OptoScript Syntax

Let’s take a look at this sample OptoScript code to demonstrate the syntax.

Note: Comments appear in green.

More About Command Syntax

Arguments for a command are listed in the parentheses following the command, as seen here:

SetDownTimerPresetValue        (60.0, Minute_Timer)

command                               (argument 1, argument 2)

Arguments are listed in order beginning with argument 1. To find out the arguments for any command, see the PAC Control Command Reference or online Command Help.

Types of Commands

There are two types of OptoScript commands: procedure commands and function commands.

Procedure commands accomplish an action and return no value. Here are some examples:

RemoveCurrentError();
DelayMsec(100);

Function commands return a value from their action, so the value can be placed somewhere. In the following examples, the value is placed in the variable at the beginning of the statement (the variable to the left of =):

nMonth = GetMonth();
fSquare_Root = SquareRoot(99);
nPosition = FindCharacterInString('S',0, sName);

When you compare these examples to the identical commands in standard PAC Control, you’ll notice that the returned value for the standard command is an argument. In OptoScript, the returned value is not an argument, reducing the number of arguments by one.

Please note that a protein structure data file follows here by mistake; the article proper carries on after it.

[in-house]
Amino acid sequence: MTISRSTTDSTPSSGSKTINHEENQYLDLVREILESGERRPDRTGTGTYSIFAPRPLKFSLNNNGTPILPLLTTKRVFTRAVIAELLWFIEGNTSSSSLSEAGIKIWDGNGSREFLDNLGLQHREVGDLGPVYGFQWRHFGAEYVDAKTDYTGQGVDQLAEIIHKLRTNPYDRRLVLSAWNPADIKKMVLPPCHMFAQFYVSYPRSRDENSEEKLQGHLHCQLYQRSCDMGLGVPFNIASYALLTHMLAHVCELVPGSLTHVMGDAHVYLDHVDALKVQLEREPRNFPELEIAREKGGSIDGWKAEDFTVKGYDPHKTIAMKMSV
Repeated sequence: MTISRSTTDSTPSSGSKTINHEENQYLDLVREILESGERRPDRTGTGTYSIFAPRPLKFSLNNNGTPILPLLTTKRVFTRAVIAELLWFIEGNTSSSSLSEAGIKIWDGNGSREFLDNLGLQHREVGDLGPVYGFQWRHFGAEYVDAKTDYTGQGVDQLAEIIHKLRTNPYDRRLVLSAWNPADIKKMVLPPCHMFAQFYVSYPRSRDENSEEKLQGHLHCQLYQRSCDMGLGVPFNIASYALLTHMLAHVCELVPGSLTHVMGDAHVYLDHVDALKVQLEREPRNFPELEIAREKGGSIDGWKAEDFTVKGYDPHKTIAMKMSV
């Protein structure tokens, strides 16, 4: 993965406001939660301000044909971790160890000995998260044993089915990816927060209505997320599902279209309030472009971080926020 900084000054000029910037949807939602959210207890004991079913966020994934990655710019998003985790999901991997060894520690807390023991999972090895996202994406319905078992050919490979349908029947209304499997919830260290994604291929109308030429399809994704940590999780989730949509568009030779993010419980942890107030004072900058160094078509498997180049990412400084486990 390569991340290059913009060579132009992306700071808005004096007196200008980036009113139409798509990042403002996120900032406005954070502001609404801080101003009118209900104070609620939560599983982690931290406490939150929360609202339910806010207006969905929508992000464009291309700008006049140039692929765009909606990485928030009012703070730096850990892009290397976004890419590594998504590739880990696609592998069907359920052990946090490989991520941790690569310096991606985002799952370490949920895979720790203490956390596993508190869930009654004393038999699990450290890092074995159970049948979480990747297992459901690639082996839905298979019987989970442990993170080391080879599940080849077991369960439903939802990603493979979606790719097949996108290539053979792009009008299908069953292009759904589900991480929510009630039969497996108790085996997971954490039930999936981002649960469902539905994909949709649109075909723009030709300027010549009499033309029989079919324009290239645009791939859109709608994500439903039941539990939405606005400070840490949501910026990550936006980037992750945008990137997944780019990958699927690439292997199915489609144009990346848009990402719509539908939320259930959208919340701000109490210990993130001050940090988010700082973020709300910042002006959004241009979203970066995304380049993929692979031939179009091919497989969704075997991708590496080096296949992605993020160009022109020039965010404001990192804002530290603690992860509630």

In the first example, the standard command Get Month has one argument, which is where the result is placed. The OptoScript command equivalent, GetMonth, has no arguments and places the result in the variable.

In most cases you'll use the value a function command returns by placing it in a variable, a control structure, or a mathematical expression. Occasionally, however, you may not need to use the result. For example, the command StartChart returns a status. If you don't need to track the status, you can ignore it by not placing the result anywhere, for example:

StartChart(Chart_Status);

For a complete explanation of the syntax in OptoScript, refer to the PAC Control User's Guide, Appendix E: OptoScript Language Reference.

Summary

Summary

Learn from an example that demonstrates the syntax for OptoScript, followed by a brief discussion about the syntax for procedure and function commands.